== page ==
Is 2024 the year renewable heating finally became mainstream?
8th March 2024

We’re just back from a visit to Futurebuild 2024 in London, where our client Viessmann was exhibiting. Having worked with Viessmann for 13 years, Propel has been inextricably linked with the development of the UK renewable heating market and we’ve attended plenty of trade shows along the way. Despite Viessmann making its first heat pumps back in the 1970s, 13 years ago, exhibiting a heat pump, even at a ‘green’ trade show felt a bit “suck it and see.” Engineers from specialist industrial or agricultural business would stop by and have a chat, while all but the most forward-thinking eco-pioneering homeowners would give it a wide berth. Boiler manufacturer execs would have balked at the idea of being set sales targets for heat pumps back then.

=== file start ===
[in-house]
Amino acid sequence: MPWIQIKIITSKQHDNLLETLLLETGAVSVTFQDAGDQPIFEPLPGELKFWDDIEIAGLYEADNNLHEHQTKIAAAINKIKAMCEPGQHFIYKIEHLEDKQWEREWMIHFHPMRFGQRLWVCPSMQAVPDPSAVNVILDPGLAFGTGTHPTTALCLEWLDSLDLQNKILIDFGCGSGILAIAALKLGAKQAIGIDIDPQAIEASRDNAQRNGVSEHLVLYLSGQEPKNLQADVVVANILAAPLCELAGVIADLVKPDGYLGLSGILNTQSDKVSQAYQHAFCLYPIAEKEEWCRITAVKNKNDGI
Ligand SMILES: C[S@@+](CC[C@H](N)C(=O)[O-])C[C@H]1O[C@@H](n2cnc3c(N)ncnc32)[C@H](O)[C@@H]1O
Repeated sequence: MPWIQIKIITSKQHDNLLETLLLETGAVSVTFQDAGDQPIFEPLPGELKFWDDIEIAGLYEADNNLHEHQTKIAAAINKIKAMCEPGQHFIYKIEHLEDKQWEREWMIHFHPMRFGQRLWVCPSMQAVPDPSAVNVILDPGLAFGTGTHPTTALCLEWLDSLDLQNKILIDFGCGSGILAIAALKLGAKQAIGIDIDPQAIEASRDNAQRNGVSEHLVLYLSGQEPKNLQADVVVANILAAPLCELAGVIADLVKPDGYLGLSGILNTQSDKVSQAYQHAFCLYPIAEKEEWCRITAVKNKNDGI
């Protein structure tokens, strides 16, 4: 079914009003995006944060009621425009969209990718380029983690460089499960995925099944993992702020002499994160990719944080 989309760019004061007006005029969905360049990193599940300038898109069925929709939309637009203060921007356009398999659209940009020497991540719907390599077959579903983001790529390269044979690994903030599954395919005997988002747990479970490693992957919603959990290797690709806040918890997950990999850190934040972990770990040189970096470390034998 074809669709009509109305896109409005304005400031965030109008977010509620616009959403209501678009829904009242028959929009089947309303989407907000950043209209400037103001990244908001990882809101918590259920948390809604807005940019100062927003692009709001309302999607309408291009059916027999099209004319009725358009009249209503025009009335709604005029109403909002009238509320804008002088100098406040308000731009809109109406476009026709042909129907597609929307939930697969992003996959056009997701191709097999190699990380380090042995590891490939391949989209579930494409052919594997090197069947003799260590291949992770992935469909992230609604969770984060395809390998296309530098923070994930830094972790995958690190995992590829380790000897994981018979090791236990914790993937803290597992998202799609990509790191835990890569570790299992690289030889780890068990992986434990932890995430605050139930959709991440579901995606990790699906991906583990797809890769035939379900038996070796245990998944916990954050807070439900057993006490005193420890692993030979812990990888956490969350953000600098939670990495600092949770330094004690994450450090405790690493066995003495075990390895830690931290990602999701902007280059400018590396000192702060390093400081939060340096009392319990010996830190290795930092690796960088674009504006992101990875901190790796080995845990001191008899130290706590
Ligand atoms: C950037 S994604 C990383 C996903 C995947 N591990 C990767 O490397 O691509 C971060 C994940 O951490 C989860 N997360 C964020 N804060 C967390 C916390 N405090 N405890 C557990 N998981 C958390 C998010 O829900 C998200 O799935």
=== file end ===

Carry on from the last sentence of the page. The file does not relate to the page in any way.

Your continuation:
It’s been a gradual change but in 2024 it finally feels like heat pumps have gone mainstream; much less “build it and they will come” and more “how do we make this happen?” If there was a boiler on the Viessmann stand, I missed it. With heat pumps now accepted as a ‘go to’ consideration for retrofit and newbuild properties, the focus of Futurebuild was how best to integrate the heat pump with solar PV, battery storage and Mechanical Ventilation with Heat Recovery (MVHR) technology – in Viessmann’s case with its One Base controls platform. What’s also changing is our relationship with heat. Gone are the days of a boiler hidden in the cupboard until distress purchase time; today we are much more tuned into the different options for building up a low carbon domestic heat and power ecosystem in our homes. The idea of investing in a suite of tech to allow off-grid living is exceedingly attractive. I may have caught myself drooling at all that tech!